Hodgkins, Suzanne B., Richardson, Curtis J., Dommain, Rene, Wang, Hongjun, Glaser, Paul H., Verbeke, Brittany, Winkler, B. Rose, Cobb, Alexander R., Rich, Virginia I., Missilmani, Malak, Flanagan, Neal, Ho, Mengchi, Hoyt, Alison M., Harvey, Charles F., Vining, S. Rose, Hough, Moira A., Moore, Tim R., Richard, Pierre J. H., De la Cruz, Florentino B., Toufaily, Joumana, Hamdan, Rasha, Cooper, William T. and Chanton, Jeffrey P.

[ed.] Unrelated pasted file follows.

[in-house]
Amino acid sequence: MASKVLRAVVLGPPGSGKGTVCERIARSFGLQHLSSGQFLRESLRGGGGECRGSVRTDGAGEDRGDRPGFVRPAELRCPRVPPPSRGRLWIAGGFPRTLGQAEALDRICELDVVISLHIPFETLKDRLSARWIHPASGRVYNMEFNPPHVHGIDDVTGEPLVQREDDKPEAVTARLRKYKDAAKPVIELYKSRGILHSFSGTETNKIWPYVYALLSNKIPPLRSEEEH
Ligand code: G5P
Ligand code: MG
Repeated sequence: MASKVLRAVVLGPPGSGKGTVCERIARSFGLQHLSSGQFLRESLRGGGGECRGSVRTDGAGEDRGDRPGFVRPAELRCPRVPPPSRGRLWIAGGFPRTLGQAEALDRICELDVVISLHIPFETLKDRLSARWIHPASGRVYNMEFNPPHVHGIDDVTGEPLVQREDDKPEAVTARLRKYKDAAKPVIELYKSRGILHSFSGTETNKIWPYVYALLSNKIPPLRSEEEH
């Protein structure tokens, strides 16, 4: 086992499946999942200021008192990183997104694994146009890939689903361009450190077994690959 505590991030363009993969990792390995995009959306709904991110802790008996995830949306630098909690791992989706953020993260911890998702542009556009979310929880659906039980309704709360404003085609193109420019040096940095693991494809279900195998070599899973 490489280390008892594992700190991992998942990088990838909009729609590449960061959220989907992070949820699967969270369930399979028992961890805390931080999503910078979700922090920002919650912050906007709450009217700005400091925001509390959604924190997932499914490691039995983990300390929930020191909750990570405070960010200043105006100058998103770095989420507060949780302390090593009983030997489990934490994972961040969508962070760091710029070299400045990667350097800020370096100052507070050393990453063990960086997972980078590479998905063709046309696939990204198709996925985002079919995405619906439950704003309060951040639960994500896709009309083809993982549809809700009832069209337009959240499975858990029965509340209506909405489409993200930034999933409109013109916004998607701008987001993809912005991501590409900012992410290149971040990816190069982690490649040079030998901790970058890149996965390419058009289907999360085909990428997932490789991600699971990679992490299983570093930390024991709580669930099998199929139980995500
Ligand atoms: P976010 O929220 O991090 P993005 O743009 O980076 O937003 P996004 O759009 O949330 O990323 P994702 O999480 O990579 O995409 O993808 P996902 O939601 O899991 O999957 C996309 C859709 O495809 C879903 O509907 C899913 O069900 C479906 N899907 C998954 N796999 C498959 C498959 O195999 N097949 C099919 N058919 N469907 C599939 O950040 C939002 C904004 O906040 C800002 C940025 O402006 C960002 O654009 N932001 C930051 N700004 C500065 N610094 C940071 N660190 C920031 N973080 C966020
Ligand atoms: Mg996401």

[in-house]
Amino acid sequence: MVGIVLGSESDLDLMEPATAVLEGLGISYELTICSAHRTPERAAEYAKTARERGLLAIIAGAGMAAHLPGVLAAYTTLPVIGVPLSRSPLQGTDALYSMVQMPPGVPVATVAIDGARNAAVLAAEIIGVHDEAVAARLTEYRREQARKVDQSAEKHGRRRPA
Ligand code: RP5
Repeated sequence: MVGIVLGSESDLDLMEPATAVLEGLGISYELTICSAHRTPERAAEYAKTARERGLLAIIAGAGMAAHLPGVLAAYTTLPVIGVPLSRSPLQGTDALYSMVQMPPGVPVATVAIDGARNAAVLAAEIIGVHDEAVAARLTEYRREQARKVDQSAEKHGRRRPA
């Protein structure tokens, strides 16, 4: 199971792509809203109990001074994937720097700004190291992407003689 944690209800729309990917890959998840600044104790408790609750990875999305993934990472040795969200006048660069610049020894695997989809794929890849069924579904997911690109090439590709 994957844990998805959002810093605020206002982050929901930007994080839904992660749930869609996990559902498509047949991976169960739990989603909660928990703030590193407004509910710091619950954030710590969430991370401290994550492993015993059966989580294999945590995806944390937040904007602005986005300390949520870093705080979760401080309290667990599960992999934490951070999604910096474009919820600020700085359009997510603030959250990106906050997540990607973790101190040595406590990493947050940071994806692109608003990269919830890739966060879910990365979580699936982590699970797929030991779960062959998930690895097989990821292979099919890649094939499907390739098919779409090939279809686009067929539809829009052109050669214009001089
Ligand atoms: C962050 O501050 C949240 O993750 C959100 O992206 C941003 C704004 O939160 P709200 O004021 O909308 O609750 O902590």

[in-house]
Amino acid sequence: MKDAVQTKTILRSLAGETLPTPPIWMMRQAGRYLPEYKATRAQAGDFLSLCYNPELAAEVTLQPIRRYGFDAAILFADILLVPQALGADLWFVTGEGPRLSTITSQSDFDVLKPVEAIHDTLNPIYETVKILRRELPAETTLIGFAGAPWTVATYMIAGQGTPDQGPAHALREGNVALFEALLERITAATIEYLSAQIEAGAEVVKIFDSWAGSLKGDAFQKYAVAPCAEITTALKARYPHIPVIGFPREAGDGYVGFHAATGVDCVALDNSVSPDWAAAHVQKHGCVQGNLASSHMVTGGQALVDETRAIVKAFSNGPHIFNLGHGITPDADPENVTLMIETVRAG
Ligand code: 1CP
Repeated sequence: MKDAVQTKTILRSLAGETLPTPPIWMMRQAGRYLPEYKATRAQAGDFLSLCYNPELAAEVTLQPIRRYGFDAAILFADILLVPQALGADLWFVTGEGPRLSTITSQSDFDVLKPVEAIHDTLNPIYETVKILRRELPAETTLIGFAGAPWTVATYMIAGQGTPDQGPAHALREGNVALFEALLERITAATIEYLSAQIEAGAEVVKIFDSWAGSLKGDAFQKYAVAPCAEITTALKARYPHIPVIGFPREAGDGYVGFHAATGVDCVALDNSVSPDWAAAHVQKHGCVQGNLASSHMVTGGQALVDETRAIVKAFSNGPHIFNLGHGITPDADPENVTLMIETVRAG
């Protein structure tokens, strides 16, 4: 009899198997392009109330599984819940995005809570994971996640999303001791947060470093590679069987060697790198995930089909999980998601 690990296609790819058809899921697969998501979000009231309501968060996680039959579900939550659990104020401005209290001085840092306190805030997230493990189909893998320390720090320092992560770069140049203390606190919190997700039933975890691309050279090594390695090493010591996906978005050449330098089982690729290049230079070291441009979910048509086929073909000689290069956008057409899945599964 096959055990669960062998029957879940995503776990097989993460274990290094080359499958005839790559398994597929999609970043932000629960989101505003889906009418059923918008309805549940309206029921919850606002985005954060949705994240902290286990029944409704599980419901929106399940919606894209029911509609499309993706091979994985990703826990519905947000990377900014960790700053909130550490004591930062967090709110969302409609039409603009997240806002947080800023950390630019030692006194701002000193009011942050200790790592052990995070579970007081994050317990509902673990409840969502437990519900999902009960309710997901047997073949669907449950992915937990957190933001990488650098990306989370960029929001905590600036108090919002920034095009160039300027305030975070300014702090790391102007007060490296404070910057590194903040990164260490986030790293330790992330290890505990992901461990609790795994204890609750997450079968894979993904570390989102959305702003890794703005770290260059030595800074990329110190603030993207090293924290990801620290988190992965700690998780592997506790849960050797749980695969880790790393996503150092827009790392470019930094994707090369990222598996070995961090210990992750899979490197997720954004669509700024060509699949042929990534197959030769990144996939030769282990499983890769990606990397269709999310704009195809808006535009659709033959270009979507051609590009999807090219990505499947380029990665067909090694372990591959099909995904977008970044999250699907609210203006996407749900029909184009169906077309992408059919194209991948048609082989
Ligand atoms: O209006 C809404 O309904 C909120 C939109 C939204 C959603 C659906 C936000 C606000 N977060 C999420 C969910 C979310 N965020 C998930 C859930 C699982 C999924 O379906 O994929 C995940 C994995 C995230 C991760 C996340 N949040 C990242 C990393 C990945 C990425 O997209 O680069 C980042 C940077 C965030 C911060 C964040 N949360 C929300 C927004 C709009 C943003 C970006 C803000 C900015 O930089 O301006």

Peatlands represent large terrestrial carbon banks. Given that most peat accumulates in boreal regions, where low temperatures and water saturation preserve organic matter, the existence of peat in (sub)tropical regions remains enigmatic. Here we examined peat and plant chemistry across a latitudinal transect from the Arctic to the tropics. Near-surface low-latitude peat has lower carbohydrate and greater aromatic content than near-surface high-latitude peat, creating a reduced oxidation state and resulting recalcitrance. This recalcitrance allows peat to persist in the (sub)tropics despite warm temperatures. Because we observed similar declines in carbohydrate content with depth in high-latitude peat, our data explain recent field-scale deep peat warming experiments in which catotelm (deeper) peat remained stable despite temperature increases up to 9 degrees C. We suggest that high-latitude deep peat reservoirs may be stabilized in the face of climate change by their ultimately lower carbohydrate and higher aromatic composition, similar to tropical peats.